This paper investigates the relationship between the opening of a city’s subway network and its air quality. It finds that particulate concentrations drop by about 5 percent in a 10km disk surrounding the city center during the year following the opening of a new subway system. The reduction in particulates is larger nearer the city center, but extends over the whole metropolitan area. The reduction persists over the longest time horizon that the study’s data can measure, about eight years, although these estimates are less reliable further from the subway opening date. The 5 percent reduction is consistent with observed ridership in the subway system and induced reductions in automobile travel.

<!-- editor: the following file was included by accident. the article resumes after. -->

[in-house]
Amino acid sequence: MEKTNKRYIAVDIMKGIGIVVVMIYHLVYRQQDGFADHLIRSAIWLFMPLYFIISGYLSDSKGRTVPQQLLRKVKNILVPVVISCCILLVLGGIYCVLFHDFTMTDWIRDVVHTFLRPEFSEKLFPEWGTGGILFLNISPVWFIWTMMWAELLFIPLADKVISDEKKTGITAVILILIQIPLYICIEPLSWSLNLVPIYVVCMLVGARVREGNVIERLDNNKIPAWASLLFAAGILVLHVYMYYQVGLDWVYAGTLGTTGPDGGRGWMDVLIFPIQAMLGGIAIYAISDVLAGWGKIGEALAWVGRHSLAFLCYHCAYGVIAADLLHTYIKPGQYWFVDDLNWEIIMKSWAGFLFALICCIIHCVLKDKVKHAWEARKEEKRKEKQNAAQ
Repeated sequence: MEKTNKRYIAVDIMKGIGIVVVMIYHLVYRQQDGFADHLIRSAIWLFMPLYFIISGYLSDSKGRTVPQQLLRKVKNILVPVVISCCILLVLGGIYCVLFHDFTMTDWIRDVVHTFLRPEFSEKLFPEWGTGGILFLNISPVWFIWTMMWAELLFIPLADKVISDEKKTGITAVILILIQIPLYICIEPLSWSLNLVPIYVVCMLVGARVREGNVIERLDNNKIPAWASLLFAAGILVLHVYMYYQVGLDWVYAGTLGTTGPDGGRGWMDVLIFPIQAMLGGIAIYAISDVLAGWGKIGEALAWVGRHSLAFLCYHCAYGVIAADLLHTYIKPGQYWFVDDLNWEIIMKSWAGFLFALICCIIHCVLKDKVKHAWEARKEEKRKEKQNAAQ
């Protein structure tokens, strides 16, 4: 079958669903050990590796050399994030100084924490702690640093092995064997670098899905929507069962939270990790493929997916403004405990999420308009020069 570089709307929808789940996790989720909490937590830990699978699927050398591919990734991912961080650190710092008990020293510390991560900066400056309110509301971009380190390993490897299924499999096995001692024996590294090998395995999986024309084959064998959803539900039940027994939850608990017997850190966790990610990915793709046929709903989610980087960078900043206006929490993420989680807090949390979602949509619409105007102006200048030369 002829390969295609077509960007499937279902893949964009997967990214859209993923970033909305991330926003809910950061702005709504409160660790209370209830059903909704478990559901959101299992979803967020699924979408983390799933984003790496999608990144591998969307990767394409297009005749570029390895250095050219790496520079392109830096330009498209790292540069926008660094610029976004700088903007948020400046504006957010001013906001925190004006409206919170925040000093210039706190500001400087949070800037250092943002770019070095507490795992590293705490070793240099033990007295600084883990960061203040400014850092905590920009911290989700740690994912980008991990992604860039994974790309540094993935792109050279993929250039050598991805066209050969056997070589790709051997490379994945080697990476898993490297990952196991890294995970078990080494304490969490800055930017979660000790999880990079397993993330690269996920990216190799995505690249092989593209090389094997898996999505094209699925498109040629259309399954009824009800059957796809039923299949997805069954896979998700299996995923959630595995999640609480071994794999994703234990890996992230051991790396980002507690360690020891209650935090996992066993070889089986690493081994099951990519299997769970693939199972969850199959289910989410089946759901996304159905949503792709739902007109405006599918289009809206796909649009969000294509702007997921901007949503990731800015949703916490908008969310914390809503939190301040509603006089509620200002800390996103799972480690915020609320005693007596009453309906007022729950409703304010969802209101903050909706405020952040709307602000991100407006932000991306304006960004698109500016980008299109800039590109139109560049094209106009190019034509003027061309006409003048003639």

The results of the analysis also point to decreasing returns to subway expansions, both in terms of particulate reduction and ridership. Using estimates from the literature on the relationship between particulates and infant mortality suggests that each subway rider provides an external health benefit of about 0.64 dollars per trip in the average city over at least the first 56 years after system opening. In the absence of pollution pricing, this provides a welfare basis for nontrivial public subsidies to subway ridership.
This paper is a part of a Global Research Programme on Spatial Development of Cities, funded by the Multi Donor Trust Fund on Sustainable Urbanization of the World Bank and supported by the UK Department for International Development
Nicolas Gendron-Carrier, Marco Gonzalez-Navarro, Stefano Polloni, Matthew A. Turner (2017) Subways and Urban Air Pollution
Subways and Urban Air Pollution